Stage Capsule Reviews

Forever Hold Your Peace The singing Fertle Family is back with a story nothing short of hilarious. As the eve of Gwenda and Uncle Al's wedding approaches, guests are frantically trying to get to the wedding. Meanwhile, menopausal Justicena, who can't seem to understand her husband Pete's love, kicks him out. He's left to fend for himself, when none other than the Lord Himself provides him with guidance from up above. And the cold feet of the couple-to-be cause stress for every member of the wedding party. What about sex? Can an old man whose hip is out of place still manage to please his future wife? Radio Music Theatre's productions would be incomplete without music, and the musical stylings at Uncle Al's bachelor party effortlessly amuse the crowd. While the initial humor took a few scenes to settle into, after intermission there were no scenes which didn't call for at least a chuckle. Every character, played by actors Steve and Vicki Farrell and Rich Mills, had a distinctly different style, and even scenes that required more than three characters were flawlessly performed. The transitions from awkward girl to scandalous lady to singing nun by Vicki Farrell were impeccable. Steve Farrell's minister giving sex advice and senile old man caused lots of laughter. But Rich Mills's transitions from biker to menopausal woman to old man were, by far, the favorite. Through Sept. 1. 2623 Colquitt, 713-522-7722. — IP

Late Nite Catechism You don't have to be Catholic to love Late Nite Catechism, the "one-sister" show running at Stages Repertory Theatre, though it probably wouldn't hurt. No matter your denomination, there are plenty of laughs, even if you're one of those unfortunate "publics" whose parents obviously didn't care about them and sent them for a substandard education at a nonreligious school. Well, that's what Sister (Amanda Hebert) tells us, and what she says during her evening class is Holy Writ. Discard her wisdom at your peril. Under her 20 pounds of black gabardine, Sister commands her after-school catechism class with smooth, sly humor and a martinet's tough-love discipline, teaching us, her unruly pupils, the finer arts of Catholic theology. Never fear, heathens, this is one sharp Sister. We learn about which saints should be eliminated from the 75,000 on the Vatican's official list, and the exact meaning of the Stigmata, and who in fact populated the earth after Adam and Eve. It's a free-form sort of show, with classroom participation leading Sister to deliver delightful asides while gently mocking her charges. As a piece of education, it works, but it falls short as theater, being much too long, meandering and, in Act II, repetitive. But Hebert, a former stand-up comedienne who's been performing Sister since 1999, still has us right in the palm of her ruler-clad hand. Through September 30. 3201 Allen Parkway, 713-527-0123. — DLG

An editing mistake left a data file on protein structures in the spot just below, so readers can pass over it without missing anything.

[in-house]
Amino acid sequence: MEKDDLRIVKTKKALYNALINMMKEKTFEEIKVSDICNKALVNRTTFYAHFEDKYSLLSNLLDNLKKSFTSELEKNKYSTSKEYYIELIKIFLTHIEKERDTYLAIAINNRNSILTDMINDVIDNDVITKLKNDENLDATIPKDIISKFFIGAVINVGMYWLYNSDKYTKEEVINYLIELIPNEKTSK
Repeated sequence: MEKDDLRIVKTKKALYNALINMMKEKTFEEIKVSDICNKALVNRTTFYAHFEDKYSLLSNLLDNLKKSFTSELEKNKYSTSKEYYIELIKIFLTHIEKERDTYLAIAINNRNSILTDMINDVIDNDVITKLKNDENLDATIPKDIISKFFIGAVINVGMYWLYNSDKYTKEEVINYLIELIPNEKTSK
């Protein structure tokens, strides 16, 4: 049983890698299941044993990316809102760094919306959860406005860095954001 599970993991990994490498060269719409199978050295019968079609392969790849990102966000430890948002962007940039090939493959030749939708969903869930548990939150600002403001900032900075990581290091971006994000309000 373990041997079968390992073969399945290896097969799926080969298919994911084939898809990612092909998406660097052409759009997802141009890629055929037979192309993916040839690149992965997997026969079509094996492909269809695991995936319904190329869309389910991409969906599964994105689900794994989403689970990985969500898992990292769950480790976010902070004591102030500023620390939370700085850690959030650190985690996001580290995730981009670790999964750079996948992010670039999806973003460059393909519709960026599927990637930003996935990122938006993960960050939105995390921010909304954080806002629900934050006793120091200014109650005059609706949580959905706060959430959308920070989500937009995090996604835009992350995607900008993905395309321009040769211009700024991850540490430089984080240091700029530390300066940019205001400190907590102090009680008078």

Pride and Prejudice Stitched from bracing wit, remarkable characters and enormous tenderness, Jane Austen's Pride and Prejudice is one of the smartest and most entertaining social commentaries ever written. It's been turned into some terrific films featuring the English countryside, but a workable theatrical production presents its challenges — the cast of characters is enormous, and the vast number of settings would be enough to shake the confidence of even the most accomplished designer. The folks at A.D. Players are clearly up to the task. Their production of Austen's story (adapted by James Maxwell and revised by Alan Stanford) handles multiple settings, along with a stage full of young people falling in love, with grace and surprising beauty. Most impressive is Mark A. Lewis's deceptively simple set. The unadorned bright-blue walls turn from country living room to cloud-flecked sky in moments. When the lovers walk through bucolic gardens, the effect created from a scrim and lighting is utterly convincing. Director Lee Walkers keeps the characters moving; even the ballroom scenes, which can be so slow with all those characters and all that dancing, are amusing. And while this Elizabeth Bennet (Jennifer Dean) and Mr. Darcy (Jeffrey McMorrough) are not the most passionate couple, they do suit each other; it somehow feels absolutely right when they find each other at the end. In fact, the entire cast is persuasive and often funny enough to satisfy any Austen fan needing a fix this summer. Through August 26. 2710 W. Alabama, 713-526-2721. — LW

Capsule reviews by D.L.Groover, Ishanee Parikh and Lee Williams

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D.L. Groover has contributed to countless reputable publications including the Houston Press since 2003. His theater criticism has earned him a national award from the Association of Alternative Newsmedia (AAN) as well as three statewide Lone Star Press Awards for the same. He's co-author of the irreverent appreciation, Skeletons from the Opera Closet (St. Martin's Press), now in its fourth printing.
Contact: D. L. Groover
Ishanee Parikh
Lee Williams